Saturday, April 5, 2014

Five Paradox's Of Dentisry

Five Surprising Dental Paradoxes: Strange-but-True Facts About Teeth
Welcome to the wacky side of dentistry! Oral hygiene is a pretty simple concept... most of the times. If you brush, floss, swish, and rinse, you're on the right track! Every now and then, though, you encounter a fun fact from the dental files that makes you go "hmmmm."
Things aren't always what they seem, and it can be hard to figure out what you're supposed to do to keep your teeth in good shape so you can avoid dental pain and disease in the future. It's okay... take a look at these intriguing dental paradoxes, and we'll do our best to help you sort through them.
1. Enamel is the hardest surface in the body... and also one of the most easily broken. It might sound surprising, but it probably shouldn't be. Take a tap on your teeth... they're pretty tough. Even your bones aren't that hard! But since our teeth are exposed to all kinds of other hard surfaces, bacteria, and food reactions, it's a lot easier to chip a tooth or invite tooth decay than it is to break a bone.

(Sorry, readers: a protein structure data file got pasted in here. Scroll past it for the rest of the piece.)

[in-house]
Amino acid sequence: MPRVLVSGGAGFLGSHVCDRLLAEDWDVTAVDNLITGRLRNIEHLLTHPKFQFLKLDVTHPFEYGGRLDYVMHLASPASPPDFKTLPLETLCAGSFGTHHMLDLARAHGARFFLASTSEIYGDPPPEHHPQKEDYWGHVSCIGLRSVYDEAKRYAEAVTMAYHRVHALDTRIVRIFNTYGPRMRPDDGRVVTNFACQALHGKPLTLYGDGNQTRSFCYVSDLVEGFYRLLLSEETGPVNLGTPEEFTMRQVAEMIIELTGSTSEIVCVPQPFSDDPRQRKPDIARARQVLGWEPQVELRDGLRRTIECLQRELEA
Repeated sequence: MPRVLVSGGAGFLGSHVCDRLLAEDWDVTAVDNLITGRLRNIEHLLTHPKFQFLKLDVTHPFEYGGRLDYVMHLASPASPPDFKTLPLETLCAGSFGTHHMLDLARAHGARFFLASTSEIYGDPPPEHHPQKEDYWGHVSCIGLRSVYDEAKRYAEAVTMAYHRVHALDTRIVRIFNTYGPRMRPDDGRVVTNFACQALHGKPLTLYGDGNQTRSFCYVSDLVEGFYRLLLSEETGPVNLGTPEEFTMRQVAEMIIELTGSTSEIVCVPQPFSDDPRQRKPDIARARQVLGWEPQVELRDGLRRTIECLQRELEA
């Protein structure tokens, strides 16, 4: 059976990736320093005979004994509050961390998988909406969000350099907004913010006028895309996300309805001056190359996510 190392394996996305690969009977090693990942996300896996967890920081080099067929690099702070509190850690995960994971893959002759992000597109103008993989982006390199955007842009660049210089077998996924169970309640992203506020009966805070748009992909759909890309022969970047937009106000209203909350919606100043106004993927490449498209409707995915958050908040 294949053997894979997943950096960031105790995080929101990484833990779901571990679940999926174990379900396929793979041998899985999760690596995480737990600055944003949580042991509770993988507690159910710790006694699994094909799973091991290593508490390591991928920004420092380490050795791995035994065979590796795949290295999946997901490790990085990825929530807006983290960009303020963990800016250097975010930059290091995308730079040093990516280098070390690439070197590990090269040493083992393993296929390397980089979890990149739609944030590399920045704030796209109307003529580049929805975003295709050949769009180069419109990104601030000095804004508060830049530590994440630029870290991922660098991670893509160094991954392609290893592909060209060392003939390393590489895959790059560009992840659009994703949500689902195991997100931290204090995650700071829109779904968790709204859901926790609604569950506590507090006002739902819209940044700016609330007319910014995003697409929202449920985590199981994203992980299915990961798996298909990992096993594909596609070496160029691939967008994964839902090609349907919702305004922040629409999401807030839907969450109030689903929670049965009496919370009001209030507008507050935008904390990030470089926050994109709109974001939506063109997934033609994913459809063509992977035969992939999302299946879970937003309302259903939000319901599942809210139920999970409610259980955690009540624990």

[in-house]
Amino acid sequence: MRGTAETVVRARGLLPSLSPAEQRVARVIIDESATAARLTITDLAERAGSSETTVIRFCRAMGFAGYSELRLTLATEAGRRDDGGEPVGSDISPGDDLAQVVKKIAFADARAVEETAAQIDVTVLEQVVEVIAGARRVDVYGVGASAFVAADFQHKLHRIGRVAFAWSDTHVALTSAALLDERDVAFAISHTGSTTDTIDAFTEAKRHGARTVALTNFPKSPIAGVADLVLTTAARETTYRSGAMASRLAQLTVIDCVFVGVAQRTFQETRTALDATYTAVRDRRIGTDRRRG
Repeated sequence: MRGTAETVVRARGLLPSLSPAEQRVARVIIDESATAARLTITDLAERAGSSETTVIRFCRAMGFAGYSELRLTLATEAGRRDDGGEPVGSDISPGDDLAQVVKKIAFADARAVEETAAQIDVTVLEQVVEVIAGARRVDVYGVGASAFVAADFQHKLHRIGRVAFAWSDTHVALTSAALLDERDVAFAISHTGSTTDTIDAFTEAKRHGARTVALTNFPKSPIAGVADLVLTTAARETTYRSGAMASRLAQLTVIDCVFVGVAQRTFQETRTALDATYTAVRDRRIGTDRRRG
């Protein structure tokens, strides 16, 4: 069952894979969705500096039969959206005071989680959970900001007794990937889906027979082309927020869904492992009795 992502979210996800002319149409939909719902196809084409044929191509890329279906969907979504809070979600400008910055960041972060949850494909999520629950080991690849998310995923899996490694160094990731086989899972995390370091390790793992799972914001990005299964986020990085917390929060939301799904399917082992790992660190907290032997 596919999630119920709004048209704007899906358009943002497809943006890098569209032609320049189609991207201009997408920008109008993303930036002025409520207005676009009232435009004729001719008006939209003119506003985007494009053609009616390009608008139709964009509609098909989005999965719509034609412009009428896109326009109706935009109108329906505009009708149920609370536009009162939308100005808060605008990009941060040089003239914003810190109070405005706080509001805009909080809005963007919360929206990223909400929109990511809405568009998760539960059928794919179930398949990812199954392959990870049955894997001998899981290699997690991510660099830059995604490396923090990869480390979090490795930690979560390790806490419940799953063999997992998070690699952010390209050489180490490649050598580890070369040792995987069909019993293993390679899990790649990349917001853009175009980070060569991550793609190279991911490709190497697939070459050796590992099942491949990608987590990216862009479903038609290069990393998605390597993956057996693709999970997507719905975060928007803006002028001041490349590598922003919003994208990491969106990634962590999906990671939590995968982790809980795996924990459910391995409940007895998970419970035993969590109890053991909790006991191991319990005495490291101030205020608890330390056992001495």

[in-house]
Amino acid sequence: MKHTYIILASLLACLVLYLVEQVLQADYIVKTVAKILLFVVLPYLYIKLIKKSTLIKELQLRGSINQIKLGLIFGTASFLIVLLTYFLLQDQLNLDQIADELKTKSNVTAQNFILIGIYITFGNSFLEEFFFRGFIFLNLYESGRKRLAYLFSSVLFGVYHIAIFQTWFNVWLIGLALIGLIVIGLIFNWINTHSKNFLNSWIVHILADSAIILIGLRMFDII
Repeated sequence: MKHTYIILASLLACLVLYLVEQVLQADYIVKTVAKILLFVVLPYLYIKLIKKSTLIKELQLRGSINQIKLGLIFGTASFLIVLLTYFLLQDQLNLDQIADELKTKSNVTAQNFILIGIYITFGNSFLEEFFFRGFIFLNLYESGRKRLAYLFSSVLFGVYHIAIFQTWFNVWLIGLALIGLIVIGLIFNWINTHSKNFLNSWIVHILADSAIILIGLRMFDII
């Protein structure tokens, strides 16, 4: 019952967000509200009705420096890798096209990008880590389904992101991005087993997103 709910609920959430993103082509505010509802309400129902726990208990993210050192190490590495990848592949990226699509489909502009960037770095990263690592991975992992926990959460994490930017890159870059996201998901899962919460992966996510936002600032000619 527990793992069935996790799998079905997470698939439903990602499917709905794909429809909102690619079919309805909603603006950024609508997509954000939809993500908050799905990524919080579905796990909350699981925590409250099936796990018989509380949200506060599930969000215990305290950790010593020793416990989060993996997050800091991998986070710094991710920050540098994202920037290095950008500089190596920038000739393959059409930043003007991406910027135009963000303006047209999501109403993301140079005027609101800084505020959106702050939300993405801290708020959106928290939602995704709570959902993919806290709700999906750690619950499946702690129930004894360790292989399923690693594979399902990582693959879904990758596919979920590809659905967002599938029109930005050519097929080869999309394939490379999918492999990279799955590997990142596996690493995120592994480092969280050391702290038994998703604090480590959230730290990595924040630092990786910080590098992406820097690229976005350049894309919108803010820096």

2. Chocolate is good for your teeth... but also bad. Sometimes you just can't catch a break. On the one hand, chocolate is made from a cocoa bean that possesses pro-tooth antibacterial properties. On the other, chocolate is also sticky and contains a lot of sugar, which clings to teeth and wears away at enamel. What's a chocolate lover to do? (Well, other than brush, floss, and rinse... that helps!)
3. Braces cause cavities. "Wait," you're thinking. "I thought my dentist wanted me to wear braces?" Well, your dentist may very well have referred you to an orthodontist, but while braces are important for many reasons, they actually encourage plaque growth. That's because food particles build up around the metal, which blocks the tongue from tending to its natural tooth-cleaning duties.
4. Bleeding means more brushing. If your gums bleed when you brush your teeth, you might think that more brushing seems counterintuitive. But unless you bled from pressing too hard with your brush (something you should never do), bleeding gums are typically a sign of infection. To battle it, you need to see a dentist and step up your oral hygiene right away... and that begins with better brushing, twice a day.
5. Fluoride is only a good thing sometimes... or is it? Fluoride is actually a somewhat controversial topic, and we always encourage those who are concerned about it to have a talk with their dentist. That said, the American Dental Association (ADA) recommends that localities fluoridate their community's water supplies to strengthen the population's teeth, and that is indeed what happens in many towns. But even if fluoride may be good when swallowed in water, it's never good when swallowed in the form of toothpaste. Yes, many toothpastes are themselves fluoridated, but when people (usually children) swallow the paste, it can cause teeth to become excessively porous, and may invite other problems as well.


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